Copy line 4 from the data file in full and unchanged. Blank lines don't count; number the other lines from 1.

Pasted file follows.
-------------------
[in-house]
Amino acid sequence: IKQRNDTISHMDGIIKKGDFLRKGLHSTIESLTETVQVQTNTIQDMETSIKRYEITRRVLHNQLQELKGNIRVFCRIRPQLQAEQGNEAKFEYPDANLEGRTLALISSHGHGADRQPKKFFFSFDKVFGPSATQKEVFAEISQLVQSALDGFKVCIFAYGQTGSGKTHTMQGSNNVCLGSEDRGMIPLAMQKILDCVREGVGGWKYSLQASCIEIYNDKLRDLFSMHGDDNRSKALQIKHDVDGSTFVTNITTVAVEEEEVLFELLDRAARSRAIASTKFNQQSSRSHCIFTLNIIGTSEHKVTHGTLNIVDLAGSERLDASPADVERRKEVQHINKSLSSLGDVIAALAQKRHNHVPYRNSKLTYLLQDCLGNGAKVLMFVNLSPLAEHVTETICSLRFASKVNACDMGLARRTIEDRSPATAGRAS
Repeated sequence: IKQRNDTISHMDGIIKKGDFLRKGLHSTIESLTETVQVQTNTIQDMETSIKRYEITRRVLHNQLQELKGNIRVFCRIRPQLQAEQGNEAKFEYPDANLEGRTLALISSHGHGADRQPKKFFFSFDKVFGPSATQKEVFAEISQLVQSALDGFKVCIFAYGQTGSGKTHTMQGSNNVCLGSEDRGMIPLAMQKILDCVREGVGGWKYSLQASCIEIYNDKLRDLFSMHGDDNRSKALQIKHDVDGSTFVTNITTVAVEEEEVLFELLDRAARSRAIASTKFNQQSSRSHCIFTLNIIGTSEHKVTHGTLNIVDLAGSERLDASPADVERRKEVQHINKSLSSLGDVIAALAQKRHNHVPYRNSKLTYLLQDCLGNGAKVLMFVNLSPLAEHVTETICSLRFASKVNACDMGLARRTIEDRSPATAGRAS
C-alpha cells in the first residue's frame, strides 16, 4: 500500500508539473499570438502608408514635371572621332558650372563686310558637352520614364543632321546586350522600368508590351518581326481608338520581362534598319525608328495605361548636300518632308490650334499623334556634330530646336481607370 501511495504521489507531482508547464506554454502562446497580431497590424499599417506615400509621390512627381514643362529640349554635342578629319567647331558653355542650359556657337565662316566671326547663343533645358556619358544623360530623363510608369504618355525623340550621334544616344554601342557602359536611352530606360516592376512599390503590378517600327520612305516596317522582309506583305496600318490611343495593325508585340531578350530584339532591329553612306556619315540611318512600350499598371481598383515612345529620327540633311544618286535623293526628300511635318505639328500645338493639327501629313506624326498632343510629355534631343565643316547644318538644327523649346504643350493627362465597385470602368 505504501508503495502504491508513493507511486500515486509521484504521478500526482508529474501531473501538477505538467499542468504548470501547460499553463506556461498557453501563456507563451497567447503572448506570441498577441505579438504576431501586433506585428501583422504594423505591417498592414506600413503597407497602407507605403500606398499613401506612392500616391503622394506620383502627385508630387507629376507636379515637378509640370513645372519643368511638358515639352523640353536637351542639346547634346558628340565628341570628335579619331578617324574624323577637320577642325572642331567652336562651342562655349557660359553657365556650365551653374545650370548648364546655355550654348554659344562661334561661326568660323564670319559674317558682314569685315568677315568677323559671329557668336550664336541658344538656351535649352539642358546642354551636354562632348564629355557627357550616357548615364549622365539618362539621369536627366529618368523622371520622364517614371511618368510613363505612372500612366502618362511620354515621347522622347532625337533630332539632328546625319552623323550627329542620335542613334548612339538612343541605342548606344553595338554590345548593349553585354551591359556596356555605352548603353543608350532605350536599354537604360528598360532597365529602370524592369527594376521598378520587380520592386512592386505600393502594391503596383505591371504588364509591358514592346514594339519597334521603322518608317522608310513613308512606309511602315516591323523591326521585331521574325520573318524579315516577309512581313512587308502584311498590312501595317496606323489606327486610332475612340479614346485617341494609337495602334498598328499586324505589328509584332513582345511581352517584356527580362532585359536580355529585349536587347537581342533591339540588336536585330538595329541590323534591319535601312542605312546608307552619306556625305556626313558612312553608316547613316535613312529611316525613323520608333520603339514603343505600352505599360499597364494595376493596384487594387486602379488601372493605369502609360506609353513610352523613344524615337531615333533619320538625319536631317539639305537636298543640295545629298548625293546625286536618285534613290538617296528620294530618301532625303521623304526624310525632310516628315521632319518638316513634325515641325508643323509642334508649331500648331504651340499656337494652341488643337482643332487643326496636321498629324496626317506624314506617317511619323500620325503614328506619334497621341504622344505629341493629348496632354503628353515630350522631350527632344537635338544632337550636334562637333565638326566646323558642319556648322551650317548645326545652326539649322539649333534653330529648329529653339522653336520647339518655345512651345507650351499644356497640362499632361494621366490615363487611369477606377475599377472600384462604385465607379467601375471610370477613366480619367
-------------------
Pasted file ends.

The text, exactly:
C-alpha cells in the first residue's frame, strides 16, 4: 500500500508539473499570438502608408514635371572621332558650372563686310558637352520614364543632321546586350522600368508590351518581326481608338520581362534598319525608328495605361548636300518632308490650334499623334556634330530646336481607370 501511495504521489507531482508547464506554454502562446497580431497590424499599417506615400509621390512627381514643362529640349554635342578629319567647331558653355542650359556657337565662316566671326547663343533645358556619358544623360530623363510608369504618355525623340550621334544616344554601342557602359536611352530606360516592376512599390503590378517600327520612305516596317522582309506583305496600318490611343495593325508585340531578350530584339532591329553612306556619315540611318512600350499598371481598383515612345529620327540633311544618286535623293526628300511635318505639328500645338493639327501629313506624326498632343510629355534631343565643316547644318538644327523649346504643350493627362465597385470602368 505504501508503495502504491508513493507511486500515486509521484504521478500526482508529474501531473501538477505538467499542468504548470501547460499553463506556461498557453501563456507563451497567447503572448506570441498577441505579438504576431501586433506585428501583422504594423505591417498592414506600413503597407497602407507605403500606398499613401506612392500616391503622394506620383502627385508630387507629376507636379515637378509640370513645372519643368511638358515639352523640353536637351542639346547634346558628340565628341570628335579619331578617324574624323577637320577642325572642331567652336562651342562655349557660359553657365556650365551653374545650370548648364546655355550654348554659344562661334561661326568660323564670319559674317558682314569685315568677315568677323559671329557668336550664336541658344538656351535649352539642358546642354551636354562632348564629355557627357550616357548615364549622365539618362539621369536627366529618368523622371520622364517614371511618368510613363505612372500612366502618362511620354515621347522622347532625337533630332539632328546625319552623323550627329542620335542613334548612339538612343541605342548606344553595338554590345548593349553585354551591359556596356555605352548603353543608350532605350536599354537604360528598360532597365529602370524592369527594376521598378520587380520592386512592386505600393502594391503596383505591371504588364509591358514592346514594339519597334521603322518608317522608310513613308512606309511602315516591323523591326521585331521574325520573318524579315516577309512581313512587308502584311498590312501595317496606323489606327486610332475612340479614346485617341494609337495602334498598328499586324505589328509584332513582345511581352517584356527580362532585359536580355529585349536587347537581342533591339540588336536585330538595329541590323534591319535601312542605312546608307552619306556625305556626313558612312553608316547613316535613312529611316525613323520608333520603339514603343505600352505599360499597364494595376493596384487594387486602379488601372493605369502609360506609353513610352523613344524615337531615333533619320538625319536631317539639305537636298543640295545629298548625293546625286536618285534613290538617296528620294530618301532625303521623304526624310525632310516628315521632319518638316513634325515641325508643323509642334508649331500648331504651340499656337494652341488643337482643332487643326496636321498629324496626317506624314506617317511619323500620325503614328506619334497621341504622344505629341493629348496632354503628353515630350522631350527632344537635338544632337550636334562637333565638326566646323558642319556648322551650317548645326545652326539649322539649333534653330529648329529653339522653336520647339518655345512651345507650351499644356497640362499632361494621366490615363487611369477606377475599377472600384462604385465607379467601375471610370477613366480619367